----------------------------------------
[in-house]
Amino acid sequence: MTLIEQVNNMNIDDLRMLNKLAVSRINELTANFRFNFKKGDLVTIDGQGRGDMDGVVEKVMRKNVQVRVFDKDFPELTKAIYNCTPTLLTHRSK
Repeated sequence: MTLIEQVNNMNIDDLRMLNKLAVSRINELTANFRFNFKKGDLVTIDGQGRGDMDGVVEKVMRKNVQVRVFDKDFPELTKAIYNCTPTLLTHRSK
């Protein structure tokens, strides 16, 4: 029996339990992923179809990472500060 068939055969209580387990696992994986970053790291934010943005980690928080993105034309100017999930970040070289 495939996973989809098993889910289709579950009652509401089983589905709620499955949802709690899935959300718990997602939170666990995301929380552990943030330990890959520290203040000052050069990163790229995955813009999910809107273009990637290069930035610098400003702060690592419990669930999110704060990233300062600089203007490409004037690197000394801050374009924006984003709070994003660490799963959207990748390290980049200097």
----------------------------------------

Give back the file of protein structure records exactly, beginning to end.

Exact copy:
[in-house]
Amino acid sequence: MTLIEQVNNMNIDDLRMLNKLAVSRINELTANFRFNFKKGDLVTIDGQGRGDMDGVVEKVMRKNVQVRVFDKDFPELTKAIYNCTPTLLTHRSK
Repeated sequence: MTLIEQVNNMNIDDLRMLNKLAVSRINELTANFRFNFKKGDLVTIDGQGRGDMDGVVEKVMRKNVQVRVFDKDFPELTKAIYNCTPTLLTHRSK
């Protein structure tokens, strides 16, 4: 029996339990992923179809990472500060 068939055969209580387990696992994986970053790291934010943005980690928080993105034309100017999930970040070289 495939996973989809098993889910289709579950009652509401089983589905709620499955949802709690899935959300718990997602939170666990995301929380552990943030330990890959520290203040000052050069990163790229995955813009999910809107273009990637290069930035610098400003702060690592419990669930999110704060990233300062600089203007490409004037690197000394801050374009924006984003709070994003660490799963959207990748390290980049200097």